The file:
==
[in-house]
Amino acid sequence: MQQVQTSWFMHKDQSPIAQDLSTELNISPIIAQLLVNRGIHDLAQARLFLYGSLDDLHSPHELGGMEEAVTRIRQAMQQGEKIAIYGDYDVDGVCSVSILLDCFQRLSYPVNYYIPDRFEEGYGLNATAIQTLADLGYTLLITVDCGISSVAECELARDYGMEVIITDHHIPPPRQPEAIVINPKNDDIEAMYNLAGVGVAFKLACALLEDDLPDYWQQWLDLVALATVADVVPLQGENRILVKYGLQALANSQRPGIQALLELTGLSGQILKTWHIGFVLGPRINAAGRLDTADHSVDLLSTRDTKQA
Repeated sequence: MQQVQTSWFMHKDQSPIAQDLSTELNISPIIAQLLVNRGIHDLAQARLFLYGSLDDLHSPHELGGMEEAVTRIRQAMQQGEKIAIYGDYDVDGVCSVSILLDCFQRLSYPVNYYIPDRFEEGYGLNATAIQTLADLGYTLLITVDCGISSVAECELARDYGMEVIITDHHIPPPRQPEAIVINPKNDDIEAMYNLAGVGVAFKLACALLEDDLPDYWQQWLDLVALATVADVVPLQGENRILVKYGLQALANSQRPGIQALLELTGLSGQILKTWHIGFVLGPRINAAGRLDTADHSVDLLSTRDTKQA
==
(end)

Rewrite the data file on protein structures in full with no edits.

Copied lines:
[in-house]
Amino acid sequence: MQQVQTSWFMHKDQSPIAQDLSTELNISPIIAQLLVNRGIHDLAQARLFLYGSLDDLHSPHELGGMEEAVTRIRQAMQQGEKIAIYGDYDVDGVCSVSILLDCFQRLSYPVNYYIPDRFEEGYGLNATAIQTLADLGYTLLITVDCGISSVAECELARDYGMEVIITDHHIPPPRQPEAIVINPKNDDIEAMYNLAGVGVAFKLACALLEDDLPDYWQQWLDLVALATVADVVPLQGENRILVKYGLQALANSQRPGIQALLELTGLSGQILKTWHIGFVLGPRINAAGRLDTADHSVDLLSTRDTKQA
Repeated sequence: MQQVQTSWFMHKDQSPIAQDLSTELNISPIIAQLLVNRGIHDLAQARLFLYGSLDDLHSPHELGGMEEAVTRIRQAMQQGEKIAIYGDYDVDGVCSVSILLDCFQRLSYPVNYYIPDRFEEGYGLNATAIQTLADLGYTLLITVDCGISSVAECELARDYGMEVIITDHHIPPPRQPEAIVINPKNDDIEAMYNLAGVGVAFKLACALLEDDLPDYWQQWLDLVALATVADVVPLQGENRILVKYGLQALANSQRPGIQALLELTGLSGQILKTWHIGFVLGPRINAAGRLDTADHSVDLLSTRDTKQA